How Will President Obama's LGBT Executive Order Change Things? Your Questions, Answered

President Obama has made good on his pledge to use his powers to get around congressional gridlock, and on Monday, it was to the benefit of America's LGBT population. In the Oval Office Monday, Obama signed an executive order banning anti-LGBT discrimination by federal contractors Monday. Basically, it gives LGBT employees of those contractors the same workplace protections that the Democrats' Employment Non-Discrimination Act (ENDA) would've give American workers on a much larger scale. That is, if the Republican Party were willing to pass it, which they've made it pretty clear they aren't.

Basically, it's sort of a half-measure by Obama. The provisions of his executive order are far short of what Democrats envisioned in backing ENDA in the Senate, but it's still a vital shift in federal policy. As Human Rights Campaign president Chad Griffin said, according to The Washington Post: "With the strokes of a pen, the president will have a very real and immediate impact on the lives of millions of LGBT people across the country."

So, what exactly does the signing of this new executive order — which, if you'll remember, is precisely the practice that Republicans are trying to sue Obama over — mean for the country going forward?

What Does the Order Say?

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It's actually a handful of amendments to existing rules, put into effect by the Johnson administration in the 1960s. In 1965, as the Washington Post's Jonathan Capehart details, President Johnson signed an executive order banning discrimination on the grounds of religion, race, national origin and skin color for all federal employees, and two years later he amended it to include sex.

Obama's latest amendments go even further, adding two crucial specifications to that list — "sexual orientation" and "gender identity."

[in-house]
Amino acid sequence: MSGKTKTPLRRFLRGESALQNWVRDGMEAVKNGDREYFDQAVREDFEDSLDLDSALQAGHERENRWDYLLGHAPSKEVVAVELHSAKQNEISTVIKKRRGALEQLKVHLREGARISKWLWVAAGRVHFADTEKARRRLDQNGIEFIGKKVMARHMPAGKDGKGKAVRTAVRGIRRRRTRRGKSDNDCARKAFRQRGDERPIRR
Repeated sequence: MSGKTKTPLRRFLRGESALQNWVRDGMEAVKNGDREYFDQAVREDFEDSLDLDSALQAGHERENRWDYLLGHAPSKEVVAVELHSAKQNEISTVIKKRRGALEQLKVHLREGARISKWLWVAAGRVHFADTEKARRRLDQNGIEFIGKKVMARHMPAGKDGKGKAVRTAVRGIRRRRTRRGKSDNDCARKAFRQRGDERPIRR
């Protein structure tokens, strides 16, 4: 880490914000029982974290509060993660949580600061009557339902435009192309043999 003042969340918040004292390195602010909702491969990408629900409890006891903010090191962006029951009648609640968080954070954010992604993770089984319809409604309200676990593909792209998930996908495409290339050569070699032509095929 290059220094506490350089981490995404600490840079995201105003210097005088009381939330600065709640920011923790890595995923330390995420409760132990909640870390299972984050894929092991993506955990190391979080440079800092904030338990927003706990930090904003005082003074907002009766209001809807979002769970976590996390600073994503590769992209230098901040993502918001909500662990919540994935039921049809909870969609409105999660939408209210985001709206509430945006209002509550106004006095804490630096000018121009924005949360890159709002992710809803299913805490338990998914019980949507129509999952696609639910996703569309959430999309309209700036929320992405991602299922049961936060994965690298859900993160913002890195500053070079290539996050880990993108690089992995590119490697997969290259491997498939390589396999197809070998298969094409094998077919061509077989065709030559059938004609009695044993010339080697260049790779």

The former provides protection from discrimination for homosexual federal employees, long enough overdue in itself. But the latter is even more impressive, politically speaking — the inclusion of gender identity means the oft-overlooked "T" on the end of LGBT will actually be getting its due attention this time.

When Will it Take Effect?

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The order states that within 90 days of its signing — that'd be October 19, for those of you counting — U.S. Secretary of Labor Thomas Perez will prepare the regulations necessary to ensure this gets done.

Of course, even in 2014, don't expect this to go unchallenged. As mentioned, the GOP is already talking up a lawsuit over Obama's executive orders, and in the post-Hobby Lobby world, some federal contractors will continue to argue they should have a religious exemption from the new rules.

Who Will it Affect?

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Anybody who might have suffered workplace discrimination on the grounds of their sexual orientation or gender identity while serving as a federal contractor. As the Washington Post points out, this is a broader swath of the general public than you might realize — some 24,000 companies fall under this designation, accounting for about 28 million employees nationwide.

There are certainly people who'd like to not be affected by this. Some religious leaders actually lobbied the White House for an exemption to be written into the new text, but they failed. There is still a faith-related amendment to the original rules in the order, however, imposed by the Bush administration in 2002. It allows religiously-affiliated employers to favor members of faiths over other prospective employees.

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